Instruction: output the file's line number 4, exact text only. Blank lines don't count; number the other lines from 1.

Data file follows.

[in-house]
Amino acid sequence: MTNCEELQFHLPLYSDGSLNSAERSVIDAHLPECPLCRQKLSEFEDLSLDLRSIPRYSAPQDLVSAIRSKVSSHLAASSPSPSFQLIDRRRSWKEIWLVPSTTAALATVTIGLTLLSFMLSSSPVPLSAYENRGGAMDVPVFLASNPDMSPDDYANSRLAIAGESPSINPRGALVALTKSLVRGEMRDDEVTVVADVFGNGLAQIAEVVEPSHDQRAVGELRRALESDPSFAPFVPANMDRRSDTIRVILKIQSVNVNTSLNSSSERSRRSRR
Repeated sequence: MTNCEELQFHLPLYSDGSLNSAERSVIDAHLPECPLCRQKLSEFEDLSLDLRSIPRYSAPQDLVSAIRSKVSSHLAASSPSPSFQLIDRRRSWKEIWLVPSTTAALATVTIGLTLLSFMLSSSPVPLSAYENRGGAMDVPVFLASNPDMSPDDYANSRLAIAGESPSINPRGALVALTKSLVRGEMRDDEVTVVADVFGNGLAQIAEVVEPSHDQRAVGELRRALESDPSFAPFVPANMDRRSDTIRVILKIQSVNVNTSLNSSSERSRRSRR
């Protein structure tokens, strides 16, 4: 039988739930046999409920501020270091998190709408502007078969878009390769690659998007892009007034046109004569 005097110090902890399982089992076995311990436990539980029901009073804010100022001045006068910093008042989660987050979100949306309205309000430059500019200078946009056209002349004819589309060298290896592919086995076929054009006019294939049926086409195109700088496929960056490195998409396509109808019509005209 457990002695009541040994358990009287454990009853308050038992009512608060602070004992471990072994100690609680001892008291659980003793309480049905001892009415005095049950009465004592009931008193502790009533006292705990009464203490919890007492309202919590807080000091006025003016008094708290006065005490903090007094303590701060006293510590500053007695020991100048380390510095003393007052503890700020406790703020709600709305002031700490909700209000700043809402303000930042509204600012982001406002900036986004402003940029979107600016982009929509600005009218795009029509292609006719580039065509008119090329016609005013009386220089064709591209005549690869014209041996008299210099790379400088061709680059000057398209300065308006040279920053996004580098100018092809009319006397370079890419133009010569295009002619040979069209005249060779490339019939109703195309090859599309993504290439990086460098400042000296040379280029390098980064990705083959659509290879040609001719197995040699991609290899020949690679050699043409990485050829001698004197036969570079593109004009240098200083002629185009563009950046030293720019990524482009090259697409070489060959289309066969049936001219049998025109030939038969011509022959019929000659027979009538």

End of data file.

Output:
């Protein structure tokens, strides 16, 4: 039988739930046999409920501020270091998190709408502007078969878009390769690659998007892009007034046109004569 005097110090902890399982089992076995311990436990539980029901009073804010100022001045006068910093008042989660987050979100949306309205309000430059500019200078946009056209002349004819589309060298290896592919086995076929054009006019294939049926086409195109700088496929960056490195998409396509109808019509005209 457990002695009541040994358990009287454990009853308050038992009512608060602070004992471990072994100690609680001892008291659980003793309480049905001892009415005095049950009465004592009931008193502790009533006292705990009464203490919890007492309202919590807080000091006025003016008094708290006065005490903090007094303590701060006293510590500053007695020991100048380390510095003393007052503890700020406790703020709600709305002031700490909700209000700043809402303000930042509204600012982001406002900036986004402003940029979107600016982009929509600005009218795009029509292609006719580039065509008119090329016609005013009386220089064709591209005549690869014209041996008299210099790379400088061709680059000057398209300065308006040279920053996004580098100018092809009319006397370079890419133009010569295009002619040979069209005249060779490339019939109703195309090859599309993504290439990086460098400042000296040379280029390098980064990705083959659509290879040609001719197995040699991609290899020949690679050699043409990485050829001698004197036969570079593109004009240098200083002629185009563009950046030293720019990524482009090259697409070489060959289309066969049936001219049998025109030939038969011509022959019929000659027979009538």